Hockey, Gary Dinin, Saint Mike discussed on Spittin' Chiclets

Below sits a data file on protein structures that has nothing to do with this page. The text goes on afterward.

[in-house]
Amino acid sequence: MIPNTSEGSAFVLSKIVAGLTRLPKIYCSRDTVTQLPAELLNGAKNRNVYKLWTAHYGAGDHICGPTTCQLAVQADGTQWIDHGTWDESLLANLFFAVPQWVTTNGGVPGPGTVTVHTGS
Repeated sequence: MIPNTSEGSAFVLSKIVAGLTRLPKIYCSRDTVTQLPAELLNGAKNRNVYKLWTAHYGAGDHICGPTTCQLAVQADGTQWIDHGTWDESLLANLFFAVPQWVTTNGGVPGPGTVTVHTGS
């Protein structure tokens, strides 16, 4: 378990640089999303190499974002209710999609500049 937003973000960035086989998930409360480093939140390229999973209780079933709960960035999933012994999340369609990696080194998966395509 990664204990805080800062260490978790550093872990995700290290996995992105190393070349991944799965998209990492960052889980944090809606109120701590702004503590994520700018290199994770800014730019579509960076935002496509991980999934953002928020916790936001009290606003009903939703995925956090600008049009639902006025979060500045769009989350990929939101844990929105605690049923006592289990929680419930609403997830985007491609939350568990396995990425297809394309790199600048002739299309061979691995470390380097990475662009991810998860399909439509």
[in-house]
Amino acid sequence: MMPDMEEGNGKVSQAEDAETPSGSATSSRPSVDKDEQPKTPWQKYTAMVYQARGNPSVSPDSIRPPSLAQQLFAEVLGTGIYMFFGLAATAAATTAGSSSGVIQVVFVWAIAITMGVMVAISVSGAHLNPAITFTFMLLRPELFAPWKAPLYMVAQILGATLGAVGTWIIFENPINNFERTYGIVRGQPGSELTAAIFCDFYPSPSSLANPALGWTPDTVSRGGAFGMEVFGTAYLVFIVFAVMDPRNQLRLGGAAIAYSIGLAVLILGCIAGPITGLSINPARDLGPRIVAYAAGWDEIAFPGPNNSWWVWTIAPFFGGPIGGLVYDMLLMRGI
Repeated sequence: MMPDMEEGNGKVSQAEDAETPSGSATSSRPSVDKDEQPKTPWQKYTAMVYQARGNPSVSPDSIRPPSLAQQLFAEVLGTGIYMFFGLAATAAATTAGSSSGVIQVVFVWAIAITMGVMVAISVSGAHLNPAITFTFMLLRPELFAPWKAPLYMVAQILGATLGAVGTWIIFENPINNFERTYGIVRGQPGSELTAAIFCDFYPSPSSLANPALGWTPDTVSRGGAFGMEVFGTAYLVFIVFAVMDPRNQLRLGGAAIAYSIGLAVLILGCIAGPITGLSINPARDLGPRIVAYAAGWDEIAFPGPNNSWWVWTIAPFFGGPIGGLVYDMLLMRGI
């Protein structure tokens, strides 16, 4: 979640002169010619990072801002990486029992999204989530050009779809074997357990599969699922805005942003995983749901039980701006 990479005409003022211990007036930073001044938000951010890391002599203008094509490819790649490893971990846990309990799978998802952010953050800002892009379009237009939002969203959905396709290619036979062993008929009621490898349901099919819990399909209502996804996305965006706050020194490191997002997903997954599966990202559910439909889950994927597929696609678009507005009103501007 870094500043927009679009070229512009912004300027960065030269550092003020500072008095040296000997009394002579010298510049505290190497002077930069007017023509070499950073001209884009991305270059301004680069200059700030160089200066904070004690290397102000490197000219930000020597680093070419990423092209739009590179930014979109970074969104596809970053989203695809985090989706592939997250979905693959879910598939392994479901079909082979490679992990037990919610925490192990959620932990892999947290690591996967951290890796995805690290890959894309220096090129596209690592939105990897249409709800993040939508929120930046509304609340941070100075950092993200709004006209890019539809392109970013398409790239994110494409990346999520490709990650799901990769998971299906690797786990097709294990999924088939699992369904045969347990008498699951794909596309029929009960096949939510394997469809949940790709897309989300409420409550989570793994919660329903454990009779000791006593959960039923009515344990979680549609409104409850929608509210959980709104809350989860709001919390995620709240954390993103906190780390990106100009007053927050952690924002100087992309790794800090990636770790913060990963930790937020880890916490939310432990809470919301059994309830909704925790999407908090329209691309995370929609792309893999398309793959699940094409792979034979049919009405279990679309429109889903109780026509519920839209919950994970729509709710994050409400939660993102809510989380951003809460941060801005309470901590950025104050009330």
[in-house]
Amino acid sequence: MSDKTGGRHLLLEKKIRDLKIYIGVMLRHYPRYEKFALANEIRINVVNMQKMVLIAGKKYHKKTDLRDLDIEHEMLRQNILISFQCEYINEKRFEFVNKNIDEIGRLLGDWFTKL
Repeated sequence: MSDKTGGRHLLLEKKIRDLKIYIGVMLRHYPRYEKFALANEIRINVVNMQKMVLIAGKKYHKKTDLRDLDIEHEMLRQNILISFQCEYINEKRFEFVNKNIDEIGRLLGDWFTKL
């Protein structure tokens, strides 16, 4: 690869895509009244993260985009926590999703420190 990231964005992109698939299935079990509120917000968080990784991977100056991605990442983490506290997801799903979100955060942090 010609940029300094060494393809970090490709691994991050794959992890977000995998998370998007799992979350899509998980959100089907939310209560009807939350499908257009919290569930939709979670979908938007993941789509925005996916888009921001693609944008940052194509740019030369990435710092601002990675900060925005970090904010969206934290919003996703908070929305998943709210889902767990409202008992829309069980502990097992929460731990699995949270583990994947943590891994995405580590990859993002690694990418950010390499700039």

What, you can be cocky. It's okay if you're really good. Yeah, no, I was. Like, not my first couple years, but then as I started to go, then it just started to kind of kick in. Yeah. Yeah. And for me, growing up, it's high school hockey. It's changed in Massachusetts. I think Minnesota is the best at that, but you always play junior, you know, like everyone played prep school and stuff like that. How was it that you never ended up at one of those New England prep schools? Well, we were really lucky. So my mentor, my coach back then, was a guy named Gary dinin. Gary was from Montreal. He played, you know, he played for Toronto for saint Mike's in Toronto. He played for the Canadian Olympic team. And he ended up playing in the LA organization and they had a American League team in Springfield for a short time. And he played there and ended up settling there. So what he did was he started his own junior team and summertime he had a hockey school, you know, went to time he had the junior team, but he knew how to run it. He knew how to run it like a Canadian junior team. So I mean, we didn't have any money or we didn't, nothing was fancy. But the way he coached him the way he coached the way he emphasized practice, the way he made a stress up, like the accountability, you know, like, he checked, you know, you know, everything, it was a full package thing. He suspended me for two weeks one time because my grades were so bad. I'm a hockey player. My dad got together. And they're like, yeah, he's not doing well. He's like, all right, Gary and you're shut down for two weeks. So but it was a complete package. And it was it was kind of crazy. Because we played at the Big E, the eastern states exposition. Great old rank where the Springfield Indians used to play. But the high school teams used to get all the prime ice slots for practice. So, you know, long meadow would practice any song meadow, then, you know, agam would practice. I got 50 gold in ten games. And then, you know, we're the Springfield Olympics, but we're called the picks. So then the pixel practice. So our practices were at like 1111 30 at night. So come home, do my homework, shoot some pucks, take a nap, get up, go to practice, come back and wake up, go to school and do it all over again. But we practice all the time. It wasn't heating. I don't want to say he didn't care about the games. It was a development. It was a practicing. We practice, you know, an hour and a half, you know, every night. And it was phenomenal. It was before that, had you ever thought about playing pro hockey before you ever went to Springfield? Since I can remember. You were like this. And was it bruins? Bruins all the way. The bees all the way up. That's awesome. I used to like, the game would come on. You know what I'm saying? I don't have a tennis ball. You know, I'd make a net out of the sofa cushions and I'd be watching Terry O'Reilly and Rick Middleton and, you know, genre tell and all these guys Brad park. It was the best. Yeah, I mean, I don't know what I would be doing if I didn't play hockey. So given you talk about after you're playing career and how hyper focused you've gone and becoming a GM. It was that similar to kind of becoming a player in the National Hockey League. That's why you went up going over to Springfield. Now did you already have that offer for Boston college on the table when you went over to Springfield? No, no. Because I didn't, so I played all my high school years in Springfield. And living at home the whole time. The whole time, I went to local prep school, right? My town will ran monson academy. It was valedictorian, right? Yes. Yes. Yeah. That's an actual fact. Yeah, yeah. It's a 4.1. That's.